Collections > Electronic Theses and Dissertations > Assessment of Aircraft Emissions Impacts on Air Quality at Multiple Model Scales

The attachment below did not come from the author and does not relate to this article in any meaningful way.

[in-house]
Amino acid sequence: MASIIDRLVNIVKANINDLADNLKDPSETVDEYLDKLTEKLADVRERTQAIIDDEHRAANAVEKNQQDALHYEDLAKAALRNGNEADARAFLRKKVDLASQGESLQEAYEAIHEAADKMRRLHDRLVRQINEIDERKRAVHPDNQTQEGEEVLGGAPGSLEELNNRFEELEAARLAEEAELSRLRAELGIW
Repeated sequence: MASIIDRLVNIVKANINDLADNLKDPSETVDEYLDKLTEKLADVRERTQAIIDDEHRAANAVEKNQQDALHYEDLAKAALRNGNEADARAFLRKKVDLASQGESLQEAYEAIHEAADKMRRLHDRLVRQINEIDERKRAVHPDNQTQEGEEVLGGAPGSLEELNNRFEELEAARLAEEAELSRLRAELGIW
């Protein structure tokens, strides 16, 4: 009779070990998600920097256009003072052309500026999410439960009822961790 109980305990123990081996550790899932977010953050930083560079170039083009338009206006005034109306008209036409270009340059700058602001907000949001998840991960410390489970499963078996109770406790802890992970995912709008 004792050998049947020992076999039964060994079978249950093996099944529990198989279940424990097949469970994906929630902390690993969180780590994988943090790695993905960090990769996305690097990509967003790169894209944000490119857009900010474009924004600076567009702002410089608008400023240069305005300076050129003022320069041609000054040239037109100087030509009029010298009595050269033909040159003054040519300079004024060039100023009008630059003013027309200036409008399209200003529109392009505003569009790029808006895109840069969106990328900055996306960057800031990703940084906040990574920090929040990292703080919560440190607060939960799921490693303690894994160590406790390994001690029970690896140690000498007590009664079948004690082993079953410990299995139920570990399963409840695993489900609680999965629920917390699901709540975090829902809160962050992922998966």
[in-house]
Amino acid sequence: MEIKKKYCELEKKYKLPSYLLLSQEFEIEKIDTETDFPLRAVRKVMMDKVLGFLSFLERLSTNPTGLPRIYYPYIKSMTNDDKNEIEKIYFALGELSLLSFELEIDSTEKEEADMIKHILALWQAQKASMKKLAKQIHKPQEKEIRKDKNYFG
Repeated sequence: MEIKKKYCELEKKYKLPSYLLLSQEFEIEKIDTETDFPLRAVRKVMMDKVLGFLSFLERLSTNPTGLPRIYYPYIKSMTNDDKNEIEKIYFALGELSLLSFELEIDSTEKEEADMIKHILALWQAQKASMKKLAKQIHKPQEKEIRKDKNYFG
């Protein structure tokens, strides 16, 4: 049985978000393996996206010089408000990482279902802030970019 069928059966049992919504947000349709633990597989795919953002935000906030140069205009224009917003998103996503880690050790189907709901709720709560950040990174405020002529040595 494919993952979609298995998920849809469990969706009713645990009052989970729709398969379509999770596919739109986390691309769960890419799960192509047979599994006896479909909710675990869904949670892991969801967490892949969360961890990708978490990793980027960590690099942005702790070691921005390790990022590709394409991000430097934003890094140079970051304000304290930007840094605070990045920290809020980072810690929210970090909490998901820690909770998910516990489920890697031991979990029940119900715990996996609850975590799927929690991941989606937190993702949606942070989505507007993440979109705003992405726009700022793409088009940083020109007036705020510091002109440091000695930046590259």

Aviation activity has grown steadily, and will likely continue to grow in the future. Aviation-related air pollutants occurring during full-flight (landing and takeoff, as well as cruise) can impact air quality, human health and climate. The overall goal of this dissertation is to study the air quality impacts of aviation at local, regional and global scales. The central hypothesis of this study is that fine scale modeling provides better characterization of aviation emissions impacts on air quality and health. To test this hypothesis, a model-based assessment of aviation emissions impacts was conducted at multiple scales ranging from local (4 × 4 km2) to hemispheric (108 × 108 km2) scales. Firstly, we focused on key risk-prioritized Hazardous Air Pollutants (HAPs) and assessed their impacts near a mid-sized U.S. airport using a chemistry-transport model at a fine scale (4 × 4 km2). Overall modeled aircraft-attributable HAPs contributions are in the range of 0.5 – 28% near this airport. Second, we concentrated on the full-flight emissions impacts on air quality near surface for O3 and PM2.5 at a resolution of 108 × 108 km2, spanning the Northern hemisphere (NH). Including full-flight aviation emissions at the hemispheric scale contributed 1.3% and 0.2% for O3 and PM2.5 at the surface on an annual domain-wide basis. Our comparison of these predictions with 36 × 36 km2 application over North America highlighted that the coarse scale resolution was unable to capture non-linearities in chemical processes near airport locations and other major urban areas. Lastly, we conducted a tracer study to understand the role of dynamic processes on cruise altitude aviation emissions (CAAE) impacts at the surface using a hemispheric scale application. Model predictions indicated that < 0.6% of CAAE tracer in the total atmospheric column was transported to the surface and ~40% was transported to mid-troposphere during all four seasons. This intercontinental tracer-tagging approach provided quantitative evidence that North America and Europe CAAE tracers can impact the surface (~0.5 – 1% of total column burden) near high terrain regions like Tibet Plateau and relatively lower aviation emissions regions such as Middle East, North Africa and South East Asia.